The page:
Santería Garments and Altars
Speaking Without a Voice
A classic study of the articles of worship and aesthetic folk practice in one of the world's fastest growing religions
Santería, also called Lucumi or Orisha Worship by its practitioners, originated in Nigeria among the Yoruba people. It took shape in Cuba during and after the slave trade and reached North America through Afro-Caribbean immigration. As the fastest growing African-based religion in the United States, Santería has stimulated many publications, but none prior to this book noted the special significance of its art and artists.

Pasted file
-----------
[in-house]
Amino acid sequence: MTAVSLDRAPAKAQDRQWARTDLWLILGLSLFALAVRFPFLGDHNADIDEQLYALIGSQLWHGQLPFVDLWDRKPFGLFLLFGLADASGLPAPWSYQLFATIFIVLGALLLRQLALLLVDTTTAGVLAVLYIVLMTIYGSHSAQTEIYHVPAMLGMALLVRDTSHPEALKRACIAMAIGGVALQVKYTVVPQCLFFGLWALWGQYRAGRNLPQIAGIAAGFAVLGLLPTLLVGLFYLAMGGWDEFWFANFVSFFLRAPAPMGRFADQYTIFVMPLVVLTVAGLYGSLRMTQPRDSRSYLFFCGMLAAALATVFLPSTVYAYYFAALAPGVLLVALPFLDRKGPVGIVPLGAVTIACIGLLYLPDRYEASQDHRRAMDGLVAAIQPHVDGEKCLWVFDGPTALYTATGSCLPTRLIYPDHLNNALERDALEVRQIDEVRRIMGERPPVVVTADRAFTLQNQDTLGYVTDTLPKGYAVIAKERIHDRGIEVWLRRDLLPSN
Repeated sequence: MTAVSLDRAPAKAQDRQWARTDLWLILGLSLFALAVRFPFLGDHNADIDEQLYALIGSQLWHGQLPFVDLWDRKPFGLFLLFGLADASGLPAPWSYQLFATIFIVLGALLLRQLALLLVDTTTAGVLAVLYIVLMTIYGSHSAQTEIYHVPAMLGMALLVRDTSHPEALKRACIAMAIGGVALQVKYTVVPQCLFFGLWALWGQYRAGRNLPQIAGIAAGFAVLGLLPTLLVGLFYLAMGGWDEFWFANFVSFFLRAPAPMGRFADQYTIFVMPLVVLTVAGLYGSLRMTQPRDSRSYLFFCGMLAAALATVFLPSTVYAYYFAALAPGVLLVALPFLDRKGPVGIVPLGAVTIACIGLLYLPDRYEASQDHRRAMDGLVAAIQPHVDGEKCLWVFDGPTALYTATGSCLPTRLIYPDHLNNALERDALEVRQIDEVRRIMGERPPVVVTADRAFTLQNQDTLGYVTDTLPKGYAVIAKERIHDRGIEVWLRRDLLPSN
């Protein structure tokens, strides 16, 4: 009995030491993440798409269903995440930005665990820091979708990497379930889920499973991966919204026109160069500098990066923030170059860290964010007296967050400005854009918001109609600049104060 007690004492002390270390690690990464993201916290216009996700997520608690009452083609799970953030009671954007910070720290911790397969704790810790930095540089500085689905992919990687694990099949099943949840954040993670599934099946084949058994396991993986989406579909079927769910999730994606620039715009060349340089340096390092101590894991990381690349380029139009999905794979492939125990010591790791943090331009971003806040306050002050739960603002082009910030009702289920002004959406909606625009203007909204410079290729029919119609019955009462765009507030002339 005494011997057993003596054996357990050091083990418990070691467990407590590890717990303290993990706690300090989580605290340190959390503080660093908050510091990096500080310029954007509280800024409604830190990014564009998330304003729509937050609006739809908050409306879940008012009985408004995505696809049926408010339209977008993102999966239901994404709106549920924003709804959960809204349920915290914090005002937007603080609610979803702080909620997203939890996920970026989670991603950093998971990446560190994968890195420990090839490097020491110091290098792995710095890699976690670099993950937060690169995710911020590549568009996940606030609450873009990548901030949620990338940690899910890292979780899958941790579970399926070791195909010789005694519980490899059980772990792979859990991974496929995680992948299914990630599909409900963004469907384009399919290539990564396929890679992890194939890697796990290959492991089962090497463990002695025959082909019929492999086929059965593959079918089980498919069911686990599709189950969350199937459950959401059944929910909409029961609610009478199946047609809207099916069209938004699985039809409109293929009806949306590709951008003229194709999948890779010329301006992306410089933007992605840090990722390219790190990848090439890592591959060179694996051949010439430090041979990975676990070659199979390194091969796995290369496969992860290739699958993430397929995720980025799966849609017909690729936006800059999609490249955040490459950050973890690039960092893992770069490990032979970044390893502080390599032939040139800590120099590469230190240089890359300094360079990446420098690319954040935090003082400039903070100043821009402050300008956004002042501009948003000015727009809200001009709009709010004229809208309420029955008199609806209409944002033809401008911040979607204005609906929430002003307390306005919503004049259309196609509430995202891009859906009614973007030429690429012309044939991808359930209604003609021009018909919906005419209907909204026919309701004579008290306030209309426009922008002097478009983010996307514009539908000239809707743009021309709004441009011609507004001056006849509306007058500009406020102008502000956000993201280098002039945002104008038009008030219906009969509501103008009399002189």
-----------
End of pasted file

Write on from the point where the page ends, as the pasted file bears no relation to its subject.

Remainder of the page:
In Santería Garments and Altars, for the first time, two distinguished folklorists and practitioners of the faith focus upon the artistry of garments and altars that are intrinsic to the worship. Detailed here is information about their design and creation, the artists who make them, and the importance of aesthetics as text in the religious celebration.